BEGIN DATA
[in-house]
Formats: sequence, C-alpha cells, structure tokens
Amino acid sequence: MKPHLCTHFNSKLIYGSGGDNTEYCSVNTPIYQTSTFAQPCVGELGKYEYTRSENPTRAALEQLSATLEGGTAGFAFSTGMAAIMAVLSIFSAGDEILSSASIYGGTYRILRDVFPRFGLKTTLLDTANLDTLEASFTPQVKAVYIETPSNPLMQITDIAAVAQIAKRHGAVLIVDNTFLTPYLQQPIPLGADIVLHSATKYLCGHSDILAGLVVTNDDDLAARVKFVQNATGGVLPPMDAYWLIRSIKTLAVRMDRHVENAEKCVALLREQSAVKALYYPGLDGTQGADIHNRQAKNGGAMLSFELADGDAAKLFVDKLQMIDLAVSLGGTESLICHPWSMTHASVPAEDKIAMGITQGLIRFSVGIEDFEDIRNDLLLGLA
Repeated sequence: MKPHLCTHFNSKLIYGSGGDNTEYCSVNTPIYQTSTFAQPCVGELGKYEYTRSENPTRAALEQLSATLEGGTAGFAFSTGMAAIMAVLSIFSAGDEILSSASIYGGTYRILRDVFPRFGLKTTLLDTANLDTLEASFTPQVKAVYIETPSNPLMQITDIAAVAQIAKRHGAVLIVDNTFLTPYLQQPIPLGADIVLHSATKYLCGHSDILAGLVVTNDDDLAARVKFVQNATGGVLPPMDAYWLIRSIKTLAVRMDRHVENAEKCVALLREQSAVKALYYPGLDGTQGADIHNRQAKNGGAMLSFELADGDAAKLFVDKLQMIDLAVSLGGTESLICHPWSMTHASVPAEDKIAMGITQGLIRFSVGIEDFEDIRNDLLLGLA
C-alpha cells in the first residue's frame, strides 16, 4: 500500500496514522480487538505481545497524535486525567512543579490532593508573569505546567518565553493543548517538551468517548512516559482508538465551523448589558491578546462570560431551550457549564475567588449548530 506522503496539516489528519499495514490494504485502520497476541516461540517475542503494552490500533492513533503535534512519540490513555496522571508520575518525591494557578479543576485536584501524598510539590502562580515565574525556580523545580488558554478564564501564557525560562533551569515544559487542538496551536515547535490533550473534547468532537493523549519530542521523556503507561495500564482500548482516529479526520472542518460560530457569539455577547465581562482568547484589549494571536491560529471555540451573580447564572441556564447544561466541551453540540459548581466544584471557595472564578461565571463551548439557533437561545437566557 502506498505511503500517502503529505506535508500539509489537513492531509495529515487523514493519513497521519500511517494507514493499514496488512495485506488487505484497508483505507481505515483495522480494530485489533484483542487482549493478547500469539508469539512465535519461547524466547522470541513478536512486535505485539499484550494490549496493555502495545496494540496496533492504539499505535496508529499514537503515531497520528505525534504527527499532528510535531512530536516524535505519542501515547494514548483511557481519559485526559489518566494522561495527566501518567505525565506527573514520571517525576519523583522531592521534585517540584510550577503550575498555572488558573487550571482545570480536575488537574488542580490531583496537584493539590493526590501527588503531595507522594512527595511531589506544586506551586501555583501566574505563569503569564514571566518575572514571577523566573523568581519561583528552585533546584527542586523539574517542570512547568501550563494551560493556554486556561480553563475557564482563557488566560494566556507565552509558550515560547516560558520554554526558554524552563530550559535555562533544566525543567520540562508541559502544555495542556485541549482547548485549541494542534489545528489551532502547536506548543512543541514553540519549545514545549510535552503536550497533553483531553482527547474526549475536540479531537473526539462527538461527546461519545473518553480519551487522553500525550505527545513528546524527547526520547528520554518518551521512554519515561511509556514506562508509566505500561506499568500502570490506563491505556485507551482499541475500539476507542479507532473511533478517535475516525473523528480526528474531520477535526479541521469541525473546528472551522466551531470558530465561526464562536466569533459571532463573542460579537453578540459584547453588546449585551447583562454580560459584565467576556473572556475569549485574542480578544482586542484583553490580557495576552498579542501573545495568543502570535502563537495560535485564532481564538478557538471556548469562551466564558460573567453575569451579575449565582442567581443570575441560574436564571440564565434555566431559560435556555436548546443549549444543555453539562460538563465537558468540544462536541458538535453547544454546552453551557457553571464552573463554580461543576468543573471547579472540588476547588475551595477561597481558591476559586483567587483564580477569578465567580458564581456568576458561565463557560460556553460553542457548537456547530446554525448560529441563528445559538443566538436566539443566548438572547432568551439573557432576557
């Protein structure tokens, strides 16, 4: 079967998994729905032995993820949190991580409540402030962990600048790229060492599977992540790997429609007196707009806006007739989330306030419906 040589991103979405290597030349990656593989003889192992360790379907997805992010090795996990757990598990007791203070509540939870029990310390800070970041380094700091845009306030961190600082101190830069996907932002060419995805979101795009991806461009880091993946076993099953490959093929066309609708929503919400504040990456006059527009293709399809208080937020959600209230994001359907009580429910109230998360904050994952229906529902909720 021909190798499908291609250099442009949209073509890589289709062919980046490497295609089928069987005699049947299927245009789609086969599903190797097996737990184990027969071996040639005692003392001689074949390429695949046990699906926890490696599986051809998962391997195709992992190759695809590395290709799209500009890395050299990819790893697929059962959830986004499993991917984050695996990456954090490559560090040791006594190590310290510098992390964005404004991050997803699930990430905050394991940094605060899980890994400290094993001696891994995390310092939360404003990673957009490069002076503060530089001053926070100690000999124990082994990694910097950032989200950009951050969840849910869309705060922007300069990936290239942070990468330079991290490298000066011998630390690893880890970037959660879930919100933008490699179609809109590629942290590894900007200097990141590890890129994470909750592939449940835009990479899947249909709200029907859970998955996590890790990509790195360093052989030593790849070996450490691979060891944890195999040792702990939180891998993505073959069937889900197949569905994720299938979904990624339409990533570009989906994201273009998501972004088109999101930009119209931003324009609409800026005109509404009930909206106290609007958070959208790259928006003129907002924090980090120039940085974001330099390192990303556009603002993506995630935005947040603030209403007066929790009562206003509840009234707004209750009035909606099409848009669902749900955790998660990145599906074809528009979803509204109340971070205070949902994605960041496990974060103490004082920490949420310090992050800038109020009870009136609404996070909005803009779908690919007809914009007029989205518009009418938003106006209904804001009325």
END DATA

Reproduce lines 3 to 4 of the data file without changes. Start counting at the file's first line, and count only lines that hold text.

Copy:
Amino acid sequence: MKPHLCTHFNSKLIYGSGGDNTEYCSVNTPIYQTSTFAQPCVGELGKYEYTRSENPTRAALEQLSATLEGGTAGFAFSTGMAAIMAVLSIFSAGDEILSSASIYGGTYRILRDVFPRFGLKTTLLDTANLDTLEASFTPQVKAVYIETPSNPLMQITDIAAVAQIAKRHGAVLIVDNTFLTPYLQQPIPLGADIVLHSATKYLCGHSDILAGLVVTNDDDLAARVKFVQNATGGVLPPMDAYWLIRSIKTLAVRMDRHVENAEKCVALLREQSAVKALYYPGLDGTQGADIHNRQAKNGGAMLSFELADGDAAKLFVDKLQMIDLAVSLGGTESLICHPWSMTHASVPAEDKIAMGITQGLIRFSVGIEDFEDIRNDLLLGLA
Repeated sequence: MKPHLCTHFNSKLIYGSGGDNTEYCSVNTPIYQTSTFAQPCVGELGKYEYTRSENPTRAALEQLSATLEGGTAGFAFSTGMAAIMAVLSIFSAGDEILSSASIYGGTYRILRDVFPRFGLKTTLLDTANLDTLEASFTPQVKAVYIETPSNPLMQITDIAAVAQIAKRHGAVLIVDNTFLTPYLQQPIPLGADIVLHSATKYLCGHSDILAGLVVTNDDDLAARVKFVQNATGGVLPPMDAYWLIRSIKTLAVRMDRHVENAEKCVALLREQSAVKALYYPGLDGTQGADIHNRQAKNGGAMLSFELADGDAAKLFVDKLQMIDLAVSLGGTESLICHPWSMTHASVPAEDKIAMGITQGLIRFSVGIEDFEDIRNDLLLGLA